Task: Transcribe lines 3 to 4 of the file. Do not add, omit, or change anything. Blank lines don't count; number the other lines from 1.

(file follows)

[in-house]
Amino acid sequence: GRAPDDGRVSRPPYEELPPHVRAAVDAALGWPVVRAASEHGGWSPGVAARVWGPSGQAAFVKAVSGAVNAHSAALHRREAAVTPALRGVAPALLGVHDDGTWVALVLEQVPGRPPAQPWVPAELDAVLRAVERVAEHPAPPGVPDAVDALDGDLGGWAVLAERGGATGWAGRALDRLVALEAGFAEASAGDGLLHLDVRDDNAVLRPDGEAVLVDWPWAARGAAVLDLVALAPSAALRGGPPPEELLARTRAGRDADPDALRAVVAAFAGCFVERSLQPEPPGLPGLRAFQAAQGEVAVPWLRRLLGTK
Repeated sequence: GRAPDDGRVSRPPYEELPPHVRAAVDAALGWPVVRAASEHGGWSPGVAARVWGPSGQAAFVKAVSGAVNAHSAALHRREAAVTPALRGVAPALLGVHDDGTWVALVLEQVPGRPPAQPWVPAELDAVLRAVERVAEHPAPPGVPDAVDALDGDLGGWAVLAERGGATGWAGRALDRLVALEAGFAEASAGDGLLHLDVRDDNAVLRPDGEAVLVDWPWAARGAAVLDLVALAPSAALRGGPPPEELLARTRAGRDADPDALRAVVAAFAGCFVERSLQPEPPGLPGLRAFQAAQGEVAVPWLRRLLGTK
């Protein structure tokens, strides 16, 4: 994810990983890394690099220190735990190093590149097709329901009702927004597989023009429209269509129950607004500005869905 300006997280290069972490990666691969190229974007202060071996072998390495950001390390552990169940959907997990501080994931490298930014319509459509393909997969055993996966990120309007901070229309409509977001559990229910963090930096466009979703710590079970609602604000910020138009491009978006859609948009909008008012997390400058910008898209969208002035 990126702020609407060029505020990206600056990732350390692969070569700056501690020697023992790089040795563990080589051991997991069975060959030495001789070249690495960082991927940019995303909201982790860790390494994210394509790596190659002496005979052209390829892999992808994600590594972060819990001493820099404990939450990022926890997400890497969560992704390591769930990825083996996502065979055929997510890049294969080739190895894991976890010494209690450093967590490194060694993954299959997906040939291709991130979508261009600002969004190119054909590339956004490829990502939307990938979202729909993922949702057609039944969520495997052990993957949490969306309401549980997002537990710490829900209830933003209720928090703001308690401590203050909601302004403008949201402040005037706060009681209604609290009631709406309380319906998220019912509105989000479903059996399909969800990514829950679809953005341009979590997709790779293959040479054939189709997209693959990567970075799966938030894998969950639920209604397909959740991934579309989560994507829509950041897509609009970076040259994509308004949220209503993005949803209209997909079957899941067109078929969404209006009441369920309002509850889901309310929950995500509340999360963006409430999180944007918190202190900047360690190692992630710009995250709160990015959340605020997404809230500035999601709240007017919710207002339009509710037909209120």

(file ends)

Repeated sequence: GRAPDDGRVSRPPYEELPPHVRAAVDAALGWPVVRAASEHGGWSPGVAARVWGPSGQAAFVKAVSGAVNAHSAALHRREAAVTPALRGVAPALLGVHDDGTWVALVLEQVPGRPPAQPWVPAELDAVLRAVERVAEHPAPPGVPDAVDALDGDLGGWAVLAERGGATGWAGRALDRLVALEAGFAEASAGDGLLHLDVRDDNAVLRPDGEAVLVDWPWAARGAAVLDLVALAPSAALRGGPPPEELLARTRAGRDADPDALRAVVAAFAGCFVERSLQPEPPGLPGLRAFQAAQGEVAVPWLRRLLGTK
């Protein structure tokens, strides 16, 4: 994810990983890394690099220190735990190093590149097709329901009702927004597989023009429209269509129950607004500005869905 300006997280290069972490990666691969190229974007202060071996072998390495950001390390552990169940959907997990501080994931490298930014319509459509393909997969055993996966990120309007901070229309409509977001559990229910963090930096466009979703710590079970609602604000910020138009491009978006859609948009909008008012997390400058910008898209969208002035 990126702020609407060029505020990206600056990732350390692969070569700056501690020697023992790089040795563990080589051991997991069975060959030495001789070249690495960082991927940019995303909201982790860790390494994210394509790596190659002496005979052209390829892999992808994600590594972060819990001493820099404990939450990022926890997400890497969560992704390591769930990825083996996502065979055929997510890049294969080739190895894991976890010494209690450093967590490194060694993954299959997906040939291709991130979508261009600002969004190119054909590339956004490829990502939307990938979202729909993922949702057609039944969520495997052990993957949490969306309401549980997002537990710490829900209830933003209720928090703001308690401590203050909601302004403008949201402040005037706060009681209604609290009631709406309380319906998220019912509105989000479903059996399909969800990514829950679809953005341009979590997709790779293959040479054939189709997209693959990567970075799966938030894998969950639920209604397909959740991934579309989560994507829509950041897509609009970076040259994509308004949220209503993005949803209209997909079957899941067109078929969404209006009441369920309002509850889901309310929950995500509340999360963006409430999180944007918190202190900047360690190692992630710009995250709160990015959340605020997404809230500035999601709240007017919710207002339009509710037909209120």